Books Read (But Not Reviewed) in January 2016

Cover imageSlim pickings for January Books Read (But Not Reviewed) – just two books and, unusually for me, both are non-fiction. Regular readers will know that this blog is all about recommendations – books I’d be happy to give to a friend – and indeed I did give this one to a friend for her birthday and bought a copy for myself at the same time. John Lewis-Sempel’s Meadowland, is a year’s worth of observations of a slice of meadow on his Herefordshire farm. I loved the idea – still do – but as you may have gathered, it was far from an unalloyed joy. The problem is over-writing, florid phrases of the type which need a good trim. No lilies left ungilded, here. I prefer my nature writing in the Kathleen Jamie style: nice and spare. That said, it taught me things I didn’t know and for that I’m grateful.

Atul Gawande’s Being Mortal, however, comes with a wholehearted recommendation. Life expectancy has rocketed over the past few decades yet most of us are hopelessly unprepared for ageing, choosing instead to see our final years as pleasantly free of work, pursuing new interests and spending more time with family and friends before quietly dying in our sleep. The reality is far more likely to be a long slow decline which we will need help to negotiate. Gawande is a surgeon who decided to explore how we cope with ageing after Cover imageobserving what happened to his American wife’s grandmother who had no plan for dealing with infirmity and comparing it with his own grandfather’s declining years spent with his extended family in India – far from always the idyll we might like to think and even when it is, now becoming more of a rarity as India’s economy flourishes. He explores the current solutions on offer including some inventive and original approaches, later extending his investigation to palliative care for those suffering from a terminal illness bringing both together in a moving case study of his father’s last years living with cancer and how the family dealt with it. His emphatic conclusion is that we need to listen to those dear to us when they tell us how they want to live as they become more frail and know what it is we want for ourselves in the same situation. It’s a humane, compassionate book but I was very glad of a rare few sunny days as I worked my way through it.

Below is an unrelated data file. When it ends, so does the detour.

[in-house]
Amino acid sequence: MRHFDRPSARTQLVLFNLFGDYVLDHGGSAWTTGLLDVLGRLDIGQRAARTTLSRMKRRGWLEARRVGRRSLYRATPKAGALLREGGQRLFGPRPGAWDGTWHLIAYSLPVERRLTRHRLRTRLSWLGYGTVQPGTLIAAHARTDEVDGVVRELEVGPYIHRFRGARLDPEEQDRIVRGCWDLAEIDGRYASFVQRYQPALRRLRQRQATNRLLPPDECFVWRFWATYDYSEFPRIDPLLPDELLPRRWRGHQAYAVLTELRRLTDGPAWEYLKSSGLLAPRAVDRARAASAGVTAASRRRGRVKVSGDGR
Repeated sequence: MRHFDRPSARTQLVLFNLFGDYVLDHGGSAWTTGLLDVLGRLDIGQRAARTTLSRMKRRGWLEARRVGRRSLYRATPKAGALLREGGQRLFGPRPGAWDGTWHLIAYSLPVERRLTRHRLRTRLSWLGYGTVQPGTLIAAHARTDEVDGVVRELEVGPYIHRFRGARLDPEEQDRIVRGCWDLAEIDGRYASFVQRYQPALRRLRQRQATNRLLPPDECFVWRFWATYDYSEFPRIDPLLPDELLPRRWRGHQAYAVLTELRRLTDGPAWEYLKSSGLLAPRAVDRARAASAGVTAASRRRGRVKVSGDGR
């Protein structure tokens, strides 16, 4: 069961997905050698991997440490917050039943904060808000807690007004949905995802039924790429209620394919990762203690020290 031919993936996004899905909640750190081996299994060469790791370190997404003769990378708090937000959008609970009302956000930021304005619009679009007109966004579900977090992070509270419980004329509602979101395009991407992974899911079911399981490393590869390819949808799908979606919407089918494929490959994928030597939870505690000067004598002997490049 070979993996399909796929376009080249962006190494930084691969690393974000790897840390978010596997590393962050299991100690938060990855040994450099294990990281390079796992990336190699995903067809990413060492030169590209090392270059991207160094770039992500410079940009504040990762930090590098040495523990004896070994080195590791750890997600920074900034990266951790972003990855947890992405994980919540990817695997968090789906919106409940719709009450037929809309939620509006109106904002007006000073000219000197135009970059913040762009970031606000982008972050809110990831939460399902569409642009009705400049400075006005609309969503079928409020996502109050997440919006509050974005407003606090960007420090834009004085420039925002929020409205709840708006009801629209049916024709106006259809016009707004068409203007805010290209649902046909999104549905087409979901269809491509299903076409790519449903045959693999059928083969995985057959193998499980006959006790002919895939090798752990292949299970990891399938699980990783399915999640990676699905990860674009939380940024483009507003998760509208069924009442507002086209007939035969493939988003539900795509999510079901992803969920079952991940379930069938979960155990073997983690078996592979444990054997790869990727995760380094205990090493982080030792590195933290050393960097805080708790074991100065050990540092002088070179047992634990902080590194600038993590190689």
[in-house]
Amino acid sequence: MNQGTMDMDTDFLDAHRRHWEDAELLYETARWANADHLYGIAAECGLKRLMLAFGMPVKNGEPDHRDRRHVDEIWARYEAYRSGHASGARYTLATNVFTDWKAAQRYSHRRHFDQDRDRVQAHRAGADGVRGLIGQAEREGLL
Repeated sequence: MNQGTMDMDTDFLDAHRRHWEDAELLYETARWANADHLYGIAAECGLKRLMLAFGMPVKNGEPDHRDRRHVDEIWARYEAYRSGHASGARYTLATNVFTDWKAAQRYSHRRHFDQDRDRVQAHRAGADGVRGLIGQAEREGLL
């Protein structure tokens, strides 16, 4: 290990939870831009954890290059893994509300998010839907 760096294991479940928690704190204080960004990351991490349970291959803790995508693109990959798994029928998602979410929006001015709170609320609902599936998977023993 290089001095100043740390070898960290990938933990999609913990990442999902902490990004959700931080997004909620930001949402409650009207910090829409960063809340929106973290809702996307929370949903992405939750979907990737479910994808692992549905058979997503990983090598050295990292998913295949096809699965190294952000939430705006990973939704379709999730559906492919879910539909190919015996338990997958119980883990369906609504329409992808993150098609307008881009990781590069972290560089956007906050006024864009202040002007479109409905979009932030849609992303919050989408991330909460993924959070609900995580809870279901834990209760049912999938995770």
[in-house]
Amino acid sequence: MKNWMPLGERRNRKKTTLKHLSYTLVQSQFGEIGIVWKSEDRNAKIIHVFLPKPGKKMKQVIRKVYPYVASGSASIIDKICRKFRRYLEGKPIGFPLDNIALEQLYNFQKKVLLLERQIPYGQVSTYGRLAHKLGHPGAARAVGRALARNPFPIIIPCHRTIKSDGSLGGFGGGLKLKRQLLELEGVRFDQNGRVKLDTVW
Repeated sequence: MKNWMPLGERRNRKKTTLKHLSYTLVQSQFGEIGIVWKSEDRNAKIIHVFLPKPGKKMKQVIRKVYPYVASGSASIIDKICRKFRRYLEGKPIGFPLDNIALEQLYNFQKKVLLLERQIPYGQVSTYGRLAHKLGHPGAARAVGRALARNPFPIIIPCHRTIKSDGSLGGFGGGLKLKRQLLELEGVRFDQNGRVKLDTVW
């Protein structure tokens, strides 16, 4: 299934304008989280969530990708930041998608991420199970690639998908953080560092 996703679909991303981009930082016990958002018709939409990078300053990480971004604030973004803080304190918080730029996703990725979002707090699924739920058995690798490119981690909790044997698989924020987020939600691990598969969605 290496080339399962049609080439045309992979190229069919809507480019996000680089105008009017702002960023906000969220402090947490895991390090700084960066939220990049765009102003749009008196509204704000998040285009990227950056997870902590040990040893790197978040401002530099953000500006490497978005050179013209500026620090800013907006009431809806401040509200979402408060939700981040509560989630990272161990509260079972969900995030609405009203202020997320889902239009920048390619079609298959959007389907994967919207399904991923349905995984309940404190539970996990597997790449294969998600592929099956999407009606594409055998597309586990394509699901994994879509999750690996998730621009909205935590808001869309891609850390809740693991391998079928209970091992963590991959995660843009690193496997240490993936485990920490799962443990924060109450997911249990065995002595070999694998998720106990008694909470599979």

9 thoughts on “Books Read (But Not Reviewed) in January 2016”

  1. The second book certainly sounds like a subject that we will all have to grapple with more and more, as families move further apart or abroad, as the elderly population grows, as we live longer but with more infirmities etc. It’s something that we avoid talking about in families, typically, but I’ve seen my mother nearly go to seed completely when she looked after my grandmother and I often wonder how I would cope, or how I would want my children to cope with me.

    1. It’s the kind of discussion that’s either avoided or has one party (usually the ‘child’) mentally sticking their fingers in their ears while singing lalala. None of us want to face it but it would be better for all of us if we did. It’s a very thoughtful and convincing book, well worth a read.

  2. I am hearing good things about Being Mortal all over the place. Considering its subject, it’s hard to imagine that it can be such a good read. Is it the inclusion of personal stories that make it stand out?

    1. The personal stories certainly add to the book’s humanity, Naomi. It’s an extraordinarily thoughtful piece of writing – Gawande has to rethink not just his professional attitudes but his personal ones, too, and he’s utterly convincing. Not an easy read but I came out the other end of it feeling that it was an essential one.

    1. Delighted to hear that, Naomi. I think it’s essential reading. It tackles an issue that we all dodge -unless we’re very brave – then pay the price later.

  3. I read Being Mortal last year and would definitely recommend it too – it’s such an important book to read but also very worrying to think that there is a real shortage of doctors working in geriatric and palliative care.

    1. Very much the less ‘glamorous’ side of the medical profession so it seems but one for which there’s be an increasing need. The way in which the geriatrician, as Gawande observed, treated his patient as a whole person rather than a set of symptoms made a great deal of sense.

  4. Pingback: The Easy Way Out by Steven Amsterdam: There isn’t one | A life in books

Leave a comment ...

This site uses Akismet to reduce spam. Learn how your comment data is processed.